The cholinergic system, EEG and sleep

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110 Citations (Scopus)


Acetylcholine is a potent excitatory neurotransmitter, crucial for cognition and the control of alertness and arousal. Vigilance-specific recordings of the electroencephalogram (EEG) potently reflect thalamocortical and brainstem–cortical cholinergic activity that drives theta rhythms and task-specific cortical (de-synchronisation. Additionally, cholinergic projections from the basal forebrain act as a relay centre for the brainstem–cortical arousal system, but also directly modulate cortical activity, and thus promote wakefulness or rapid-eye movement (REM) sleep. Disease states such as sleep disorders, dementia and
certain types of epilepsy are a further reflection of the potent cholinergic impact on CNS physiology and function, and highlight the relevance and inter-dependence of sleep and EEG. With novel technologies and computational tools now becoming available, advanced mechanistic insights may be gained and new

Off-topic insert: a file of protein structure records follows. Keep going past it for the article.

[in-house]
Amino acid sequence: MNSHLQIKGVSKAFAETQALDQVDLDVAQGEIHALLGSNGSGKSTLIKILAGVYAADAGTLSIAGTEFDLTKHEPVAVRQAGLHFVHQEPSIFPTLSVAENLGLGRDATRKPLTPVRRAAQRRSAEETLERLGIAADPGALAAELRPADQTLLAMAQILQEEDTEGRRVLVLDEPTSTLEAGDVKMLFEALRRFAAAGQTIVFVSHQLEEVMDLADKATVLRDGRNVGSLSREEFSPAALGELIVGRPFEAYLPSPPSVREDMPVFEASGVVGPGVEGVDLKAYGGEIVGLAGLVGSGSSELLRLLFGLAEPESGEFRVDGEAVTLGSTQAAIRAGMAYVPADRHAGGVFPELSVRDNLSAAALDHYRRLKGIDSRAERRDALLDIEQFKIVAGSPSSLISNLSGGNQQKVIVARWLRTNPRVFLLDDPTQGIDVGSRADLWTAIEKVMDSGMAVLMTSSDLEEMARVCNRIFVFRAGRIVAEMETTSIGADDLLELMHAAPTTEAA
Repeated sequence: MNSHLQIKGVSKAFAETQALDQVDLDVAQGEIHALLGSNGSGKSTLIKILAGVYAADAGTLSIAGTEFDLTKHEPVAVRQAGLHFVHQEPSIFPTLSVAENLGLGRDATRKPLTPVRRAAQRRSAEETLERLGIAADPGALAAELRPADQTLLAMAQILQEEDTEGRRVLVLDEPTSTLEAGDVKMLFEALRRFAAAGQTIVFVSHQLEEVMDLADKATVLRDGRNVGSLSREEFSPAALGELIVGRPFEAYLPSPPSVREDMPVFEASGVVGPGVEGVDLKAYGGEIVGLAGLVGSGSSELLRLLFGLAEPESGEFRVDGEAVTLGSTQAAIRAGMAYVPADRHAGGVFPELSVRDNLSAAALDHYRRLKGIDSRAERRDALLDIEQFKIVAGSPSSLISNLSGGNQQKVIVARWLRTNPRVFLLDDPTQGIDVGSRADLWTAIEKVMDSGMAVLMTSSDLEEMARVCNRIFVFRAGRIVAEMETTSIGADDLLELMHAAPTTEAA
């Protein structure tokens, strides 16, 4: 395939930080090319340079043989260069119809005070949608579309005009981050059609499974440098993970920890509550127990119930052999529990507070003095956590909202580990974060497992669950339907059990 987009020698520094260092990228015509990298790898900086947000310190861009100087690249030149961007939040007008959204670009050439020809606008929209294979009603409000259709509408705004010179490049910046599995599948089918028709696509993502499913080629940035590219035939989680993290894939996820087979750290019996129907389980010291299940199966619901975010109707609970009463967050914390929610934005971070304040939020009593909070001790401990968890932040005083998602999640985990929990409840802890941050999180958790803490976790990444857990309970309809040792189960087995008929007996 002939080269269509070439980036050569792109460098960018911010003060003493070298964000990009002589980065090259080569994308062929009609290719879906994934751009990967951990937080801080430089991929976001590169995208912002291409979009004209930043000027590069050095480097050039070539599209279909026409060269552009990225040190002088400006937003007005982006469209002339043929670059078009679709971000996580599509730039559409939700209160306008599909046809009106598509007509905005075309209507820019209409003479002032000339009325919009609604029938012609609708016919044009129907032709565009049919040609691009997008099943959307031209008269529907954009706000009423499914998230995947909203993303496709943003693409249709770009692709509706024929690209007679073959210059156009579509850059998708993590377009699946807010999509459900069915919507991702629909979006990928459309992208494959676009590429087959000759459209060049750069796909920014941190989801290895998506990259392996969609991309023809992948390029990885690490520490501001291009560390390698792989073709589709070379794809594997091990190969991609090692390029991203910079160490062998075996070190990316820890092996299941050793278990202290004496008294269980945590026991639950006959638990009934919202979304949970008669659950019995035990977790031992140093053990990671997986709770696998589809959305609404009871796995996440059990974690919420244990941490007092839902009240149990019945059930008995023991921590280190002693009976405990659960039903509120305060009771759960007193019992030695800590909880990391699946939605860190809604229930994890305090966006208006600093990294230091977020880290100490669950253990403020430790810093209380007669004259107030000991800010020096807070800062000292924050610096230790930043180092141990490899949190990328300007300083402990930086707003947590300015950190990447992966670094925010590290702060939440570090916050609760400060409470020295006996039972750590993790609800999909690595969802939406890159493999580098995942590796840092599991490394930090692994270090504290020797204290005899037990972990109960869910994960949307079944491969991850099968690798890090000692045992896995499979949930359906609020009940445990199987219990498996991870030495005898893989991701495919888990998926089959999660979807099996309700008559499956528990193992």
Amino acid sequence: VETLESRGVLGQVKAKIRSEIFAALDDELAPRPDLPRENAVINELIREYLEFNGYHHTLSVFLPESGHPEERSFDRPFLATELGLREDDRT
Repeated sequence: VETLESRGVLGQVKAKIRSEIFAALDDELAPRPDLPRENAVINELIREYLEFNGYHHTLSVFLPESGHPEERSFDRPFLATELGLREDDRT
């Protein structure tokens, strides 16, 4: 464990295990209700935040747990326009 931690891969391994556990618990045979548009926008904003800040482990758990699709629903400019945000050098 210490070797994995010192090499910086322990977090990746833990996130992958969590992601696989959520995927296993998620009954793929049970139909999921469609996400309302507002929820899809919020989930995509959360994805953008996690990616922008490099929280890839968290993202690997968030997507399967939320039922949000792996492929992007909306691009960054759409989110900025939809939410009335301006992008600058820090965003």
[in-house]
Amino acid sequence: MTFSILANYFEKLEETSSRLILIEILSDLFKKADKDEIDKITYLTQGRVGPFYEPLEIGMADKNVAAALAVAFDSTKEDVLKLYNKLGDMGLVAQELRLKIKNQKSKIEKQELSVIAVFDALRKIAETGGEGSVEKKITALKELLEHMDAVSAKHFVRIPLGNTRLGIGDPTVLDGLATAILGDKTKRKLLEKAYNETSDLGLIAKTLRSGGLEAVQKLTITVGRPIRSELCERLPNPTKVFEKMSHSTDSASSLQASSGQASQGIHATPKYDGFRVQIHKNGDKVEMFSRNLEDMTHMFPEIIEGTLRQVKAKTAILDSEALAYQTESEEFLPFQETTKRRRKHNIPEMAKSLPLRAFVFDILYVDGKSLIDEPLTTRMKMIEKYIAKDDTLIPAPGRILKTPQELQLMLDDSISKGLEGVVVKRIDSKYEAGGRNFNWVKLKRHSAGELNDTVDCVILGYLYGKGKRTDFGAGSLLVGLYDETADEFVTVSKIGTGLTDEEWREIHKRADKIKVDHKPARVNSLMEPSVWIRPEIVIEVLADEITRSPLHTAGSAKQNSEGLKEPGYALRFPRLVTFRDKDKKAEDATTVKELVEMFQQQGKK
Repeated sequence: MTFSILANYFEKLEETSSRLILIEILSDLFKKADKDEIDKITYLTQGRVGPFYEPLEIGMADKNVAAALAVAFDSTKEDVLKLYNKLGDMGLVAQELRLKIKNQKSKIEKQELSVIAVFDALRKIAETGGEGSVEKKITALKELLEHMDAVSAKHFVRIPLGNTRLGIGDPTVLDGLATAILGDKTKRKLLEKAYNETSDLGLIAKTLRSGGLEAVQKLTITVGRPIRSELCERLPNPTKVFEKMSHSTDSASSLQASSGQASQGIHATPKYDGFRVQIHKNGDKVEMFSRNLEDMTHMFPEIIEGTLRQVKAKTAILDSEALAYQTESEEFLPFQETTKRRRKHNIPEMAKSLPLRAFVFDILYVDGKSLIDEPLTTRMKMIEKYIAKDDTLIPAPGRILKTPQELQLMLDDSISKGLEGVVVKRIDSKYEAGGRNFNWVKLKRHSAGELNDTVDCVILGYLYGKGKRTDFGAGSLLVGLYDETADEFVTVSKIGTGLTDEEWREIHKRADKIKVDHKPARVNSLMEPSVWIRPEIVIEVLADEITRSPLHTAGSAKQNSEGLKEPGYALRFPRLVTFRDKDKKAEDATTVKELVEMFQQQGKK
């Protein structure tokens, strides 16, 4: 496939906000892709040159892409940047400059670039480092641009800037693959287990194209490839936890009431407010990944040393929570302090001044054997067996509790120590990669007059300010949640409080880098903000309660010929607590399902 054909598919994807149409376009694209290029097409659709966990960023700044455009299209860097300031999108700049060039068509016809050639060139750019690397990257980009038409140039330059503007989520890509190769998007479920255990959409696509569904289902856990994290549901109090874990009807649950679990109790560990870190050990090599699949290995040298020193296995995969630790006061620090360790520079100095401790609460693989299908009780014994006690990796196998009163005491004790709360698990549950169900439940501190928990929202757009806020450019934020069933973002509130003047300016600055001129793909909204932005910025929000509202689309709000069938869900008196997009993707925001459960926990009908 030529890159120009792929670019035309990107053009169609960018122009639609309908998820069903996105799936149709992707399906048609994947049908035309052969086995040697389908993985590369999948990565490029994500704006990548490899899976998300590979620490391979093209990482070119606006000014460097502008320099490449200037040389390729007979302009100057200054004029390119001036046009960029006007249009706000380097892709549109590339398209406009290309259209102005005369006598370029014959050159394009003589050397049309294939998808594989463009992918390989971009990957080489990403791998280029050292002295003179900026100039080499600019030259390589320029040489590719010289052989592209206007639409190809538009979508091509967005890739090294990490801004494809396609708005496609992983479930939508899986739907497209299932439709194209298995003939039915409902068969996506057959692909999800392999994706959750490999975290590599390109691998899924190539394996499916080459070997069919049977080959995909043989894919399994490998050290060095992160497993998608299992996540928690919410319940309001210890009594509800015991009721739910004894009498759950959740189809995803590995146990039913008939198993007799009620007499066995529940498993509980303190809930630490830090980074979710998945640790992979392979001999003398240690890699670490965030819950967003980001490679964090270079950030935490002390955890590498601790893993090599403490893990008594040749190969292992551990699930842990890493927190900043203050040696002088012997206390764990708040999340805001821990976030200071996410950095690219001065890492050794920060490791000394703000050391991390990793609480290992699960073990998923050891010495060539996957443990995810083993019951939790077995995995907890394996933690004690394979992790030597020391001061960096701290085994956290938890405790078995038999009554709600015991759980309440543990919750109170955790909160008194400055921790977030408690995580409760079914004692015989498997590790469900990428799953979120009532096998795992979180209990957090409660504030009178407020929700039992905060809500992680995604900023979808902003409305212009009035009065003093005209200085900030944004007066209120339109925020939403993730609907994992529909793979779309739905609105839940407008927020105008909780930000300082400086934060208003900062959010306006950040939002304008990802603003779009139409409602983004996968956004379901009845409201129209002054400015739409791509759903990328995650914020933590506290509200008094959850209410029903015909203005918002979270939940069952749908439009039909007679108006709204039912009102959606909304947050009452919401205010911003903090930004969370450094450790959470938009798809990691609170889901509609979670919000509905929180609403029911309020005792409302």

avenues explored for diagnostics and therapeutics.
Original languageEnglish
Pages (from-to)499-504
Number of pages6
JournalBehavioural Brain Research
Issue number2
Early online date14 Jan 2011
Publication statusPublished - 10 Aug 2011


  • electroencephalogram
  • vigilance
  • wakefulness
  • thalamo-cortical
  • basal forebrain
  • arousal
  • Alzheimer's disease
  • epilepsy


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